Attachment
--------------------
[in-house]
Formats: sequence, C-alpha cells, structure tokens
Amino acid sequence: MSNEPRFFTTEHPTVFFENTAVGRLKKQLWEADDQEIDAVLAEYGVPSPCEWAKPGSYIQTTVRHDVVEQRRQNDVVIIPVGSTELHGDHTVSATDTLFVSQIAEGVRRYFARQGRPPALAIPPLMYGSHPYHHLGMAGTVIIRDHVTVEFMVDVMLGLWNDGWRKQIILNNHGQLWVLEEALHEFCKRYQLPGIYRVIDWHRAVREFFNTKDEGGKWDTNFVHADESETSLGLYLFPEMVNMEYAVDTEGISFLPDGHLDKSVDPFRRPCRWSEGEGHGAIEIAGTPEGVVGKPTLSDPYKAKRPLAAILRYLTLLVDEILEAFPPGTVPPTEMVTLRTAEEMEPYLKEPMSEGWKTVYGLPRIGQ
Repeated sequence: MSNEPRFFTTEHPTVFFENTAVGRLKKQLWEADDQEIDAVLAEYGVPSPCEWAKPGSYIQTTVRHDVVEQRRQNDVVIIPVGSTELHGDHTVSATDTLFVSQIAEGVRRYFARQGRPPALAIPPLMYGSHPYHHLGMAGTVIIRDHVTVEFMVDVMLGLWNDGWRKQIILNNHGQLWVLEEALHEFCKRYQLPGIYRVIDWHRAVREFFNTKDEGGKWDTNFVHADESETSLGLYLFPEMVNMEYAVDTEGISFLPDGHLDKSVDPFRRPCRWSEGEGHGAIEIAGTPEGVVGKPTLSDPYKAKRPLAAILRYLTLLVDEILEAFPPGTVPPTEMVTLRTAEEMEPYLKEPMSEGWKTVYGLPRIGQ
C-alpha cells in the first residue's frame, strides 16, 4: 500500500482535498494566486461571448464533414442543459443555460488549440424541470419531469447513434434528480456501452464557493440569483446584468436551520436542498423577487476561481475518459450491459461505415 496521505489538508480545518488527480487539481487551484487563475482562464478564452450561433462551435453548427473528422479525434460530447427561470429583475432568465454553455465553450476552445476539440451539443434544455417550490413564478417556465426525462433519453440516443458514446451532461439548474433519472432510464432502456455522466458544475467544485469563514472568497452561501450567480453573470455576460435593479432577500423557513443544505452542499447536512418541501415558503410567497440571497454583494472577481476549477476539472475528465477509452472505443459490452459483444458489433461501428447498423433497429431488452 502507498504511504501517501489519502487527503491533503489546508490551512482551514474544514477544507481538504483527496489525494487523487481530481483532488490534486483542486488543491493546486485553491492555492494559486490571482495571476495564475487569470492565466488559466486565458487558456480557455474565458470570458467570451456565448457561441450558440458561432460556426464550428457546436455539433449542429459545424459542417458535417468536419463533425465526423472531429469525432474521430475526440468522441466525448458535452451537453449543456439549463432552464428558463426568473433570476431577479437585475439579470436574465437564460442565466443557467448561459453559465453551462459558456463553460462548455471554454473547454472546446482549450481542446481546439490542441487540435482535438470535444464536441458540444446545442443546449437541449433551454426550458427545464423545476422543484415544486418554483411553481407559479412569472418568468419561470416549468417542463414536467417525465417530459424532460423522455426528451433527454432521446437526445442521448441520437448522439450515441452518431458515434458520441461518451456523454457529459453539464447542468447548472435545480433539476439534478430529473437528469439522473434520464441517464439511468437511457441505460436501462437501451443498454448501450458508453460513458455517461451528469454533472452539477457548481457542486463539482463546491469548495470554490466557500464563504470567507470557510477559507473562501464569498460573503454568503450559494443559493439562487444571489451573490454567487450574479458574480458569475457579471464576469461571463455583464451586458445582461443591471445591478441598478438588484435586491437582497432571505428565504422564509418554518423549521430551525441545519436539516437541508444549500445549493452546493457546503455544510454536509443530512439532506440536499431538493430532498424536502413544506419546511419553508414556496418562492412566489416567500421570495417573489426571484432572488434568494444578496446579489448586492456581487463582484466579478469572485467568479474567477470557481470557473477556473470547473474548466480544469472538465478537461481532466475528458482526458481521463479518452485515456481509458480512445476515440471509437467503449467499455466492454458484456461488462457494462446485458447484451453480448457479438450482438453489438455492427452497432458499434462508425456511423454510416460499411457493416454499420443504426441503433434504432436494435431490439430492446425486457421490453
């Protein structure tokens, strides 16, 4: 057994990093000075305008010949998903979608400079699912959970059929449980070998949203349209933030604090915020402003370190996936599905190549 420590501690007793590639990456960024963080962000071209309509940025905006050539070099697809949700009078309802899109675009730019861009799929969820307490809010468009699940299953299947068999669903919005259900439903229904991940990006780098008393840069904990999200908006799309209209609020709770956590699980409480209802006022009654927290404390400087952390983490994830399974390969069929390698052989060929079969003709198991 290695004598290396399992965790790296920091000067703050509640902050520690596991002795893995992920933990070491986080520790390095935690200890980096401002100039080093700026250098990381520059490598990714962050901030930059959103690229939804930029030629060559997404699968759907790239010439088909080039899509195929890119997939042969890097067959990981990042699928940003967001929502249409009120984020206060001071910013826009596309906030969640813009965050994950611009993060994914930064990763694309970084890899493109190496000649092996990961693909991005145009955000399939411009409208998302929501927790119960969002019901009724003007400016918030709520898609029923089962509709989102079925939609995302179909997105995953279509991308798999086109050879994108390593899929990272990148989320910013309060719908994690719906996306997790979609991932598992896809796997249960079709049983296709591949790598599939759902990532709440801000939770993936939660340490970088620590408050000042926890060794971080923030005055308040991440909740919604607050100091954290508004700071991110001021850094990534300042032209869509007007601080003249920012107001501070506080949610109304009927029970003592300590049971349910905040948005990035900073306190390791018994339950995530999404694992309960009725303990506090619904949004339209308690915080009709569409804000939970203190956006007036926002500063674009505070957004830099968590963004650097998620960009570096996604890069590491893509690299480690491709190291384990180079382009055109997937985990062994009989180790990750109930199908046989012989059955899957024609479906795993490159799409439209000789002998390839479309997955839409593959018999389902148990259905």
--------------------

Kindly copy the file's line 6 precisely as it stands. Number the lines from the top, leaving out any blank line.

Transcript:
């Protein structure tokens, strides 16, 4: 057994990093000075305008010949998903979608400079699912959970059929449980070998949203349209933030604090915020402003370190996936599905190549 420590501690007793590639990456960024963080962000071209309509940025905006050539070099697809949700009078309802899109675009730019861009799929969820307490809010468009699940299953299947068999669903919005259900439903229904991940990006780098008393840069904990999200908006799309209209609020709770956590699980409480209802006022009654927290404390400087952390983490994830399974390969069929390698052989060929079969003709198991 290695004598290396399992965790790296920091000067703050509640902050520690596991002795893995992920933990070491986080520790390095935690200890980096401002100039080093700026250098990381520059490598990714962050901030930059959103690229939804930029030629060559997404699968759907790239010439088909080039899509195929890119997939042969890097067959990981990042699928940003967001929502249409009120984020206060001071910013826009596309906030969640813009965050994950611009993060994914930064990763694309970084890899493109190496000649092996990961693909991005145009955000399939411009409208998302929501927790119960969002019901009724003007400016918030709520898609029923089962509709989102079925939609995302179909997105995953279509991308798999086109050879994108390593899929990272990148989320910013309060719908994690719906996306997790979609991932598992896809796997249960079709049983296709591949790598599939759902990532709440801000939770993936939660340490970088620590408050000042926890060794971080923030005055308040991440909740919604607050100091954290508004700071991110001021850094990534300042032209869509007007601080003249920012107001501070506080949610109304009927029970003592300590049971349910905040948005990035900073306190390791018994339950995530999404694992309960009725303990506090619904949004339209308690915080009709569409804000939970203190956006007036926002500063674009505070957004830099968590963004650097998620960009570096996604890069590491893509690299480690491709190291384990180079382009055109997937985990062994009989180790990750109930199908046989012989059955899957024609479906795993490159799409439209000789002998390839479309997955839409593959018999389902148990259905």